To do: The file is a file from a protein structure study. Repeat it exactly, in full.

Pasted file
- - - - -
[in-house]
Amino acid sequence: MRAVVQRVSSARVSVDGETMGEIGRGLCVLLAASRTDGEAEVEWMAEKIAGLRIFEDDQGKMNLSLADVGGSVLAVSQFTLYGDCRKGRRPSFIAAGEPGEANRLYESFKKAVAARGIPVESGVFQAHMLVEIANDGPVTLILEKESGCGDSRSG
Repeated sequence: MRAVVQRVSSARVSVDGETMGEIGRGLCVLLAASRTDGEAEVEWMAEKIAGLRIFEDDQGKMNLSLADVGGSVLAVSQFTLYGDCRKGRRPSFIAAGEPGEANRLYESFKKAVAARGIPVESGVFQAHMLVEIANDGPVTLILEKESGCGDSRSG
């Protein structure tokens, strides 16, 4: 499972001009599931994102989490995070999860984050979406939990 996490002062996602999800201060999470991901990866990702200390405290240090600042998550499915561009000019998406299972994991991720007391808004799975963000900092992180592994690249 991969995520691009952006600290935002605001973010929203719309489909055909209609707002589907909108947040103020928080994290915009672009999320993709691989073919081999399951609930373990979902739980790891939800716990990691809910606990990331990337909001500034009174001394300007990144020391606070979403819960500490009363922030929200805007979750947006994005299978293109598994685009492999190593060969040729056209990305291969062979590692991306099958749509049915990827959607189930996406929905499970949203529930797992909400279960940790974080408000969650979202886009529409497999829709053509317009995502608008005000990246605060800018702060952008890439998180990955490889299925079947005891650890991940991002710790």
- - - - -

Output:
[in-house]
Amino acid sequence: MRAVVQRVSSARVSVDGETMGEIGRGLCVLLAASRTDGEAEVEWMAEKIAGLRIFEDDQGKMNLSLADVGGSVLAVSQFTLYGDCRKGRRPSFIAAGEPGEANRLYESFKKAVAARGIPVESGVFQAHMLVEIANDGPVTLILEKESGCGDSRSG
Repeated sequence: MRAVVQRVSSARVSVDGETMGEIGRGLCVLLAASRTDGEAEVEWMAEKIAGLRIFEDDQGKMNLSLADVGGSVLAVSQFTLYGDCRKGRRPSFIAAGEPGEANRLYESFKKAVAARGIPVESGVFQAHMLVEIANDGPVTLILEKESGCGDSRSG
């Protein structure tokens, strides 16, 4: 499972001009599931994102989490995070999860984050979406939990 996490002062996602999800201060999470991901990866990702200390405290240090600042998550499915561009000019998406299972994991991720007391808004799975963000900092992180592994690249 991969995520691009952006600290935002605001973010929203719309489909055909209609707002589907909108947040103020928080994290915009672009999320993709691989073919081999399951609930373990979902739980790891939800716990990691809910606990990331990337909001500034009174001394300007990144020391606070979403819960500490009363922030929200805007979750947006994005299978293109598994685009492999190593060969040729056209990305291969062979590692991306099958749509049915990827959607189930996406929905499970949203529930797992909400279960940790974080408000969650979202886009529409497999829709053509317009995502608008005000990246605060800018702060952008890439998180990955490889299925079947005891650890991940991002710790």